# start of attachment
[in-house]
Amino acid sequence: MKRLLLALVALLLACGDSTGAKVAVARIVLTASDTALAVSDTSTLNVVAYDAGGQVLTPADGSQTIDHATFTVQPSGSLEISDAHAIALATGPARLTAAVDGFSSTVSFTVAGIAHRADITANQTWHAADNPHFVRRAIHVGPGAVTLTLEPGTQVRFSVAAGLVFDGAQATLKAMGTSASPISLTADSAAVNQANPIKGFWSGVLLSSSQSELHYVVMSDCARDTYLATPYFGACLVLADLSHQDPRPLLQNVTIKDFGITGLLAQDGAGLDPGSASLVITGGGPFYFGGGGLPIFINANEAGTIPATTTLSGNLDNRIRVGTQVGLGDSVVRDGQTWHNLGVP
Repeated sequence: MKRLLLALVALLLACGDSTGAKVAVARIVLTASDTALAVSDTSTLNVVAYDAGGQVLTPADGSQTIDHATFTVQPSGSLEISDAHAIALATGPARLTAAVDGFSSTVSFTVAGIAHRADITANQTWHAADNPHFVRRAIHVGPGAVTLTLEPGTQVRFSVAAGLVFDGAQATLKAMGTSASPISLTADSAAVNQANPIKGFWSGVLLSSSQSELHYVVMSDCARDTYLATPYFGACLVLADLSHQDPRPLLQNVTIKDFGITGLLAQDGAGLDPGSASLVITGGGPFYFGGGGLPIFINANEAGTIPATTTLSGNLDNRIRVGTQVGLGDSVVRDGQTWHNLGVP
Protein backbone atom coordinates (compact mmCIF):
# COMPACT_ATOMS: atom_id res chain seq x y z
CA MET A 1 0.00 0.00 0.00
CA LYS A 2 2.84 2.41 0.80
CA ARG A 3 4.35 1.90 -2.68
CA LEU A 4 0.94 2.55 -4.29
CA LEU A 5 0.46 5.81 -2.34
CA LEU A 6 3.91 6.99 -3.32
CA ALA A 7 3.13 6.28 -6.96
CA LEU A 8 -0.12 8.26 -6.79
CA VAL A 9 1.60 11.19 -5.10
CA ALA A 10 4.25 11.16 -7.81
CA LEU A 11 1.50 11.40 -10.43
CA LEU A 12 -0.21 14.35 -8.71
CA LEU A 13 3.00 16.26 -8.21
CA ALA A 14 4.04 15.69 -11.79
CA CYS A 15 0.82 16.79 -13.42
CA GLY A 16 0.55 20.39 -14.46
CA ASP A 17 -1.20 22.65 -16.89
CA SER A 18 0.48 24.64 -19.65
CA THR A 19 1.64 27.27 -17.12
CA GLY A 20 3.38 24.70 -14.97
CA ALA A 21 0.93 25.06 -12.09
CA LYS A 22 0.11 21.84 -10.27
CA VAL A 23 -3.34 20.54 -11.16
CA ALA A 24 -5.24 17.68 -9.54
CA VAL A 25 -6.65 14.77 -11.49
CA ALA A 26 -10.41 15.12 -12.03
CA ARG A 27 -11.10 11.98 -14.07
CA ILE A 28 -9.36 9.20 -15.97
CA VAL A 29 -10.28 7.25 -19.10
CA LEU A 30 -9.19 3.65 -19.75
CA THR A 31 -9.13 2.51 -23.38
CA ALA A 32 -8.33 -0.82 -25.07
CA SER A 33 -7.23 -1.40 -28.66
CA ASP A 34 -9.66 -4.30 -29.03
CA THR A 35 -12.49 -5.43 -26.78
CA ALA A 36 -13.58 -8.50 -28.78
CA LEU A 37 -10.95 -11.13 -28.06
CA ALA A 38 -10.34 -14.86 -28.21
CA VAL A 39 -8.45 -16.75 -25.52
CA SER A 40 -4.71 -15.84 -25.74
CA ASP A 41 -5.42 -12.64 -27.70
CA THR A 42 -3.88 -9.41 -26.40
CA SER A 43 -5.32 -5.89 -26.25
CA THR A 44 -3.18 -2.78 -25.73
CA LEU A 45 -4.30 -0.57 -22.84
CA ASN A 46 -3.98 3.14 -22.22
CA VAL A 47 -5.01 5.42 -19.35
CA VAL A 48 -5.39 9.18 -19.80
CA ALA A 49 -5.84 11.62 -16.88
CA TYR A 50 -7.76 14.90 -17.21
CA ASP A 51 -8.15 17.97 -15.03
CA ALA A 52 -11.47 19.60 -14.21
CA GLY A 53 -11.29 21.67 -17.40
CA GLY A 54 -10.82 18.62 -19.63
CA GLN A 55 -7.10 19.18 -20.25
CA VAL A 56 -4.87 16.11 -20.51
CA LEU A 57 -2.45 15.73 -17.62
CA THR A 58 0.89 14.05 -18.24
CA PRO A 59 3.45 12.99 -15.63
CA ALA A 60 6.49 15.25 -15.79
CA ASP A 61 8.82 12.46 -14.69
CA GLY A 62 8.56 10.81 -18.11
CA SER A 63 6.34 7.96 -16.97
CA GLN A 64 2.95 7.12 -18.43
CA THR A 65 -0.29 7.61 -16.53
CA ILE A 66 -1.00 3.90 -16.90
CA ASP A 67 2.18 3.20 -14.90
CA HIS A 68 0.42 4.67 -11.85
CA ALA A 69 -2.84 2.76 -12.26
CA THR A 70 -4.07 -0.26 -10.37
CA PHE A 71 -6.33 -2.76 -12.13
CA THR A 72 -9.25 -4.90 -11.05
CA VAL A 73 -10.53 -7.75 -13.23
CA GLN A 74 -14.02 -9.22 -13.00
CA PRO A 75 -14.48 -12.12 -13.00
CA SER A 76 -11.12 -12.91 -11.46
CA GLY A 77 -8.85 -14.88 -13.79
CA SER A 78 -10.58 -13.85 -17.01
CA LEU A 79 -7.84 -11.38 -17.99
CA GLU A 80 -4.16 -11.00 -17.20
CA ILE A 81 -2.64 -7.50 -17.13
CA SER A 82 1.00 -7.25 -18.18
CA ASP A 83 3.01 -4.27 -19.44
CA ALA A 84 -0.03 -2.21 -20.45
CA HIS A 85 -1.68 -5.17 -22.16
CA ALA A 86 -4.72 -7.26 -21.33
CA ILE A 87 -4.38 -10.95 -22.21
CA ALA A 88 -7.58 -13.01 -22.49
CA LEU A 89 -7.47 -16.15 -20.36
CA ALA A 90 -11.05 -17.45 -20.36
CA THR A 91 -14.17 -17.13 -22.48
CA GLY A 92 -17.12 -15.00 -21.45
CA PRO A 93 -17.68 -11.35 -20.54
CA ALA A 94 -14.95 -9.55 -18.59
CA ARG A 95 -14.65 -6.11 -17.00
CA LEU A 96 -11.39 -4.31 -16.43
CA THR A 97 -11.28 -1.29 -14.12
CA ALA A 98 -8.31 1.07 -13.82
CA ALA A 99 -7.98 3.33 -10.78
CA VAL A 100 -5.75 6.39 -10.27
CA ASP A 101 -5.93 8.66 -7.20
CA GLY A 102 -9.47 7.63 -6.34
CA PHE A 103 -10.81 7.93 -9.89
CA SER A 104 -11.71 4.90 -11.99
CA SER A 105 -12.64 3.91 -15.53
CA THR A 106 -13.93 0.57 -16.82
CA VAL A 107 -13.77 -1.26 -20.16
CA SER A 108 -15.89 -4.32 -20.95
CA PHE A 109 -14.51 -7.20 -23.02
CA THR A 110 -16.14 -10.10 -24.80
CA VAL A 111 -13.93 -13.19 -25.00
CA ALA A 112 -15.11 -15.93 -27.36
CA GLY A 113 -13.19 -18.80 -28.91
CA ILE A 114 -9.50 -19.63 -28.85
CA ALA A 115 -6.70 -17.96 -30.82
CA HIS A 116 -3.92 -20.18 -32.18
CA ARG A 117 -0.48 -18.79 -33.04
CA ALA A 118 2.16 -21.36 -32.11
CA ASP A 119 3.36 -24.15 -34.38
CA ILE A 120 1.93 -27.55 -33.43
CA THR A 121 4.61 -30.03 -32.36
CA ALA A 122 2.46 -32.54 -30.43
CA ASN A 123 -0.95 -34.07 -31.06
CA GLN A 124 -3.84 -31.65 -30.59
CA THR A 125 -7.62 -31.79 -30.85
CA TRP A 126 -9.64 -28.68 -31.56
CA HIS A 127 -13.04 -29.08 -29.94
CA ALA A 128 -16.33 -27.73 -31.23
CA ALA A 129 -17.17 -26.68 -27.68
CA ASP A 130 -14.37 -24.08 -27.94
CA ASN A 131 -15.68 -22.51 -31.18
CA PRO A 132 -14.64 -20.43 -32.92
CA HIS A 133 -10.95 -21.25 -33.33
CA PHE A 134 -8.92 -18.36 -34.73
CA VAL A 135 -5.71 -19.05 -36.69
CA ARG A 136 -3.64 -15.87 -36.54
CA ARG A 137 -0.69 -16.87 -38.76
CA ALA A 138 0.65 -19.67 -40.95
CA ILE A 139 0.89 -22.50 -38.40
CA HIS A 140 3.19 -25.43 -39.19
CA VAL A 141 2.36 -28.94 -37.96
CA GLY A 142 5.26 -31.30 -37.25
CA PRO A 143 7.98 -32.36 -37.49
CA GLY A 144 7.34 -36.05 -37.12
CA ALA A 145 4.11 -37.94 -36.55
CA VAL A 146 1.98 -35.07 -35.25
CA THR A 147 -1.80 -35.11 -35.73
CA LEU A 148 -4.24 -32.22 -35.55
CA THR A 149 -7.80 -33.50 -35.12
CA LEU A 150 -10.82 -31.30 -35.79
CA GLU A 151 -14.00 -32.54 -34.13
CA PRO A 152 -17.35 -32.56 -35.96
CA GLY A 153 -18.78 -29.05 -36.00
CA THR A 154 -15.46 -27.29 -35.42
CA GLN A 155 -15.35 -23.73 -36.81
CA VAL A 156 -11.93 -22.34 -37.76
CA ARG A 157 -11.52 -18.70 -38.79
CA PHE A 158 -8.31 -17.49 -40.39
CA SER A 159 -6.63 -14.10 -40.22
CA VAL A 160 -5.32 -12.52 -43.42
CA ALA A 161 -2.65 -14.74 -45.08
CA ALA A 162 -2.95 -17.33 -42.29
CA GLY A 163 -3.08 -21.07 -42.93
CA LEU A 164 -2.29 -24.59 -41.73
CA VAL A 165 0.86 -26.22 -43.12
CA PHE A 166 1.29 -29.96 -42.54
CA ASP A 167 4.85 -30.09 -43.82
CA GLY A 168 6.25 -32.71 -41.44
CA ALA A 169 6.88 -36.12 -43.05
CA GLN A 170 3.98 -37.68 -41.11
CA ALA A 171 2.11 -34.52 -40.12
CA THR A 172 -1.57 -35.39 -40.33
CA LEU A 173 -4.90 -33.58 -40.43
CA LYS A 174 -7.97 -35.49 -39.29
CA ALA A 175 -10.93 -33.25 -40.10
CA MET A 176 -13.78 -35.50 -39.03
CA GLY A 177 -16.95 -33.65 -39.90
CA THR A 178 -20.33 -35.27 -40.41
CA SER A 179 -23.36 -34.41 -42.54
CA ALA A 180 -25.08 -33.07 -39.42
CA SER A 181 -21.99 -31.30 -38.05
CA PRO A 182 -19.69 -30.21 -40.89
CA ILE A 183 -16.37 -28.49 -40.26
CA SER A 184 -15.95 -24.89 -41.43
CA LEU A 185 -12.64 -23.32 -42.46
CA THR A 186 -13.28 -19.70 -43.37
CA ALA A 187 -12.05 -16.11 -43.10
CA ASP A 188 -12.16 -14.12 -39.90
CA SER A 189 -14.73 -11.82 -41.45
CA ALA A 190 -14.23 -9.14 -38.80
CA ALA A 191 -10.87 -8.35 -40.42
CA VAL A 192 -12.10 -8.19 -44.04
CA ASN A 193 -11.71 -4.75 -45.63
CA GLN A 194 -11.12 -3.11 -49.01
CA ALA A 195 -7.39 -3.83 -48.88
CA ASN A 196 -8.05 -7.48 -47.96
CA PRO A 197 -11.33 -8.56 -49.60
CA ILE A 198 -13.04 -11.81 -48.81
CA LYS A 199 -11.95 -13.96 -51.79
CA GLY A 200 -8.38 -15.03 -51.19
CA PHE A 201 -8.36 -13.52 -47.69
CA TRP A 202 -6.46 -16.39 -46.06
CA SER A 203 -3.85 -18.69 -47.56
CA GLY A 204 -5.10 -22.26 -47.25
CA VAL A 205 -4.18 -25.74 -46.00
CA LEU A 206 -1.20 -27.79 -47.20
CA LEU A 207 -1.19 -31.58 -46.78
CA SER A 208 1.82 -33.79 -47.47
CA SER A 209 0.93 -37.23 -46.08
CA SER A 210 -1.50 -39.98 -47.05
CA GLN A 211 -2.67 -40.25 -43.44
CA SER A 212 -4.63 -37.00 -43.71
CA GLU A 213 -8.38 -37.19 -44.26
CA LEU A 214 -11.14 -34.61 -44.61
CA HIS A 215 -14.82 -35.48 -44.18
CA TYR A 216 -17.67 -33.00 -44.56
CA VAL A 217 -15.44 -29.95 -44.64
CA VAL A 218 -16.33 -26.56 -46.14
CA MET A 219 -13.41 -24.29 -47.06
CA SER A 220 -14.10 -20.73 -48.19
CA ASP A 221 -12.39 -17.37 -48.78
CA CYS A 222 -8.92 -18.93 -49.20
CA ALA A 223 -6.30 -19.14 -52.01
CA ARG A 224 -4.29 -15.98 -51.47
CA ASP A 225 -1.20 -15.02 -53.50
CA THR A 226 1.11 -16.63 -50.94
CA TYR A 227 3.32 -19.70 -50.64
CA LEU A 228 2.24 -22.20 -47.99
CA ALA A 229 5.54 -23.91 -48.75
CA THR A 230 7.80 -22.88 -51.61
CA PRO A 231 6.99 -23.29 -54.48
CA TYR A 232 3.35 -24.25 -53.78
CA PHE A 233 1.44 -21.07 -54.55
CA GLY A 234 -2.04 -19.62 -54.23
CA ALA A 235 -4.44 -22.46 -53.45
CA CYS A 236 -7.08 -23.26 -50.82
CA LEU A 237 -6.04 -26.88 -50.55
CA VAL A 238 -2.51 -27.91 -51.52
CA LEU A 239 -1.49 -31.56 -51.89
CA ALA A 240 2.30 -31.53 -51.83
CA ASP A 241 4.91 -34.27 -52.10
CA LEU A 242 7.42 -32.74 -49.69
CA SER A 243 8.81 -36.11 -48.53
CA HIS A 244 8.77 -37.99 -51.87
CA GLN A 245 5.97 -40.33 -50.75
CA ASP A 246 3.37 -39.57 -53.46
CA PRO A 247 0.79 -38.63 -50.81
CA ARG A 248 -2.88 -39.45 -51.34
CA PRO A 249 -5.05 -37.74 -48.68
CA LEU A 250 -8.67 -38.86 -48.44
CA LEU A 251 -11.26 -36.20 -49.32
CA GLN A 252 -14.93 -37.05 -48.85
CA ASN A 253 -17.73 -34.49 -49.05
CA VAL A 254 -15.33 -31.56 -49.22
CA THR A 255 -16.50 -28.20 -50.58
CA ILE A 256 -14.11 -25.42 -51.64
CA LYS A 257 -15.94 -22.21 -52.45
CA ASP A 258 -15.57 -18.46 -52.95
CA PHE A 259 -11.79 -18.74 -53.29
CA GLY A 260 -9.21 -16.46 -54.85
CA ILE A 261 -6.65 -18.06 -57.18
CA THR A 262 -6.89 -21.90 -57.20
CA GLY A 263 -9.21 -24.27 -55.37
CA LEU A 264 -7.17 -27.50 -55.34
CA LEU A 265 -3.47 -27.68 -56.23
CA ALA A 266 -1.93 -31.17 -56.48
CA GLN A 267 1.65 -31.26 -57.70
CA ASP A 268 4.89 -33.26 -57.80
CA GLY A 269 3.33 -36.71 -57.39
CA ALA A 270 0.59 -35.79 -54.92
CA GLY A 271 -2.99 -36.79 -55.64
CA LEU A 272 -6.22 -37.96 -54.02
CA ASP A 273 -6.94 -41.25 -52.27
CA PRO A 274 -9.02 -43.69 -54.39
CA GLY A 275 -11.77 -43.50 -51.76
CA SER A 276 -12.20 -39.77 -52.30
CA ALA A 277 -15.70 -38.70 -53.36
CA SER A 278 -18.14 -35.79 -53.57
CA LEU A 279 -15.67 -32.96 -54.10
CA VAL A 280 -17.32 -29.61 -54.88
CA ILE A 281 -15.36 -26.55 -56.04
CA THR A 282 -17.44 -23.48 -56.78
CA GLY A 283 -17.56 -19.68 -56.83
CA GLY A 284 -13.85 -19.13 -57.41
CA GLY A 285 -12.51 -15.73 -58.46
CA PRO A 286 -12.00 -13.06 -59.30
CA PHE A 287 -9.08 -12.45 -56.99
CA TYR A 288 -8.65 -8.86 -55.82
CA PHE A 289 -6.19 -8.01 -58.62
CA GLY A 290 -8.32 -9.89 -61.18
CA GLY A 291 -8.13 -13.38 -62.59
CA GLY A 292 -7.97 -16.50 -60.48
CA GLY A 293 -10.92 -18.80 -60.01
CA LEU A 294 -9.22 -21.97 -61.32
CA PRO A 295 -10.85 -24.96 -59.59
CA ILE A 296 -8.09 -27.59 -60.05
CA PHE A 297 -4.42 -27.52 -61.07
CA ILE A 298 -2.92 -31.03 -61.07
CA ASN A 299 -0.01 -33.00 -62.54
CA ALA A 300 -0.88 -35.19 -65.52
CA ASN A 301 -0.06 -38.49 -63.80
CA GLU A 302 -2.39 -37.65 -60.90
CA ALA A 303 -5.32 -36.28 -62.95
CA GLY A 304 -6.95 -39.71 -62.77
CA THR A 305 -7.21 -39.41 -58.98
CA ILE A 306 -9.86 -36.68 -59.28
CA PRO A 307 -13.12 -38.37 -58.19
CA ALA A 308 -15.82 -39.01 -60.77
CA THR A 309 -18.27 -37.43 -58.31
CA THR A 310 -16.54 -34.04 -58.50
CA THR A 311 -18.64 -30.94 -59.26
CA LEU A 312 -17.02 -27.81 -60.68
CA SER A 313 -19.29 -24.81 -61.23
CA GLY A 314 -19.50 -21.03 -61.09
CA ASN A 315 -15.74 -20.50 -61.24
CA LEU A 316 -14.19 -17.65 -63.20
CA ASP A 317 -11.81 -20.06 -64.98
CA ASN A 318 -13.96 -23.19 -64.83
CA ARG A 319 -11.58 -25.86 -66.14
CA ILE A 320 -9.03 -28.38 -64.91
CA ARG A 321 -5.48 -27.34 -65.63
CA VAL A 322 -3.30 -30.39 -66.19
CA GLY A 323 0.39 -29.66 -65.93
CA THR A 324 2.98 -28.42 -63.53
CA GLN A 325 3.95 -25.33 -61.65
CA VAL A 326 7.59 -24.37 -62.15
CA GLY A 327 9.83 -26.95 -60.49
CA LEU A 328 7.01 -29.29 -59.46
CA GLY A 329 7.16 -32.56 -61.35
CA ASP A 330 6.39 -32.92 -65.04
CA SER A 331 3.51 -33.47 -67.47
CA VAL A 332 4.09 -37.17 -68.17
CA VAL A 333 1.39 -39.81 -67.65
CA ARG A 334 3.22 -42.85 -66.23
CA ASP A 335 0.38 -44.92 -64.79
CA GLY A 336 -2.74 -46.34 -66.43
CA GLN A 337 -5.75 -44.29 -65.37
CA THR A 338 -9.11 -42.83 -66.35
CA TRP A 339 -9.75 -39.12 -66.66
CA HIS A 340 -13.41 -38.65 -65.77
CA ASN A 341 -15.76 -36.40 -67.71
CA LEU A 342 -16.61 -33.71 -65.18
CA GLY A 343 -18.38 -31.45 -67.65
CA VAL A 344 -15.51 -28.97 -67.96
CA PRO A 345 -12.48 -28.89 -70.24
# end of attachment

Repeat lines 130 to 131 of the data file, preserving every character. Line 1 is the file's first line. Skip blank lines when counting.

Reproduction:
CA THR A 125 -7.62 -31.79 -30.85
CA TRP A 126 -9.64 -28.68 -31.56